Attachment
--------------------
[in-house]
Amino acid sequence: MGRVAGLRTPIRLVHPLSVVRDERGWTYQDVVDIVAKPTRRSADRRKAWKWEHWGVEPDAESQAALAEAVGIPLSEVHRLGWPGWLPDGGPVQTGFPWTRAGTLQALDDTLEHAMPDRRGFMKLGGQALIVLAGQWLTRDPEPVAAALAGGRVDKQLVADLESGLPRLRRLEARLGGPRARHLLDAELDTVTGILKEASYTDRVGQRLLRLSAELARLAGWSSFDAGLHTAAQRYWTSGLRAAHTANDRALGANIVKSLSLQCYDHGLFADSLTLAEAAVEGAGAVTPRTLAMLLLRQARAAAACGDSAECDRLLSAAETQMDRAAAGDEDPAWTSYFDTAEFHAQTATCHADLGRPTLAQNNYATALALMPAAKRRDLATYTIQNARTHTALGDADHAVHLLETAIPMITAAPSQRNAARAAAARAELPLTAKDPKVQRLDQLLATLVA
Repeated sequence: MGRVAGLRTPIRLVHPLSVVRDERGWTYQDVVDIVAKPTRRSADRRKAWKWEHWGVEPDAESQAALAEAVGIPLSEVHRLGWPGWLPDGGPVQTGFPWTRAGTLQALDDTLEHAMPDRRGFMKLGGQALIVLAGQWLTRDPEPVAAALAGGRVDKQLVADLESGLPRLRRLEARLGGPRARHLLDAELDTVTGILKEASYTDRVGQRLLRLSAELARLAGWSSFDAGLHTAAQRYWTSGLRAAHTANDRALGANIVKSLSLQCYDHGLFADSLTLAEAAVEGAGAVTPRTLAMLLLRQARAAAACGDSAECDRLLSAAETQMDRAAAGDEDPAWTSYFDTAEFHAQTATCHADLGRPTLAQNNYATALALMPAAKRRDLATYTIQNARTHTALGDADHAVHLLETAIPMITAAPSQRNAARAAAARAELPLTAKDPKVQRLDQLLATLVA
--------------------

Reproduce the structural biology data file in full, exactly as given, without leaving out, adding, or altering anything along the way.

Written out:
[in-house]
Amino acid sequence: MGRVAGLRTPIRLVHPLSVVRDERGWTYQDVVDIVAKPTRRSADRRKAWKWEHWGVEPDAESQAALAEAVGIPLSEVHRLGWPGWLPDGGPVQTGFPWTRAGTLQALDDTLEHAMPDRRGFMKLGGQALIVLAGQWLTRDPEPVAAALAGGRVDKQLVADLESGLPRLRRLEARLGGPRARHLLDAELDTVTGILKEASYTDRVGQRLLRLSAELARLAGWSSFDAGLHTAAQRYWTSGLRAAHTANDRALGANIVKSLSLQCYDHGLFADSLTLAEAAVEGAGAVTPRTLAMLLLRQARAAAACGDSAECDRLLSAAETQMDRAAAGDEDPAWTSYFDTAEFHAQTATCHADLGRPTLAQNNYATALALMPAAKRRDLATYTIQNARTHTALGDADHAVHLLETAIPMITAAPSQRNAARAAAARAELPLTAKDPKVQRLDQLLATLVA
Repeated sequence: MGRVAGLRTPIRLVHPLSVVRDERGWTYQDVVDIVAKPTRRSADRRKAWKWEHWGVEPDAESQAALAEAVGIPLSEVHRLGWPGWLPDGGPVQTGFPWTRAGTLQALDDTLEHAMPDRRGFMKLGGQALIVLAGQWLTRDPEPVAAALAGGRVDKQLVADLESGLPRLRRLEARLGGPRARHLLDAELDTVTGILKEASYTDRVGQRLLRLSAELARLAGWSSFDAGLHTAAQRYWTSGLRAAHTANDRALGANIVKSLSLQCYDHGLFADSLTLAEAAVEGAGAVTPRTLAMLLLRQARAAAACGDSAECDRLLSAAETQMDRAAAGDEDPAWTSYFDTAEFHAQTATCHADLGRPTLAQNNYATALALMPAAKRRDLATYTIQNARTHTALGDADHAVHLLETAIPMITAAPSQRNAARAAAARAELPLTAKDPKVQRLDQLLATLVA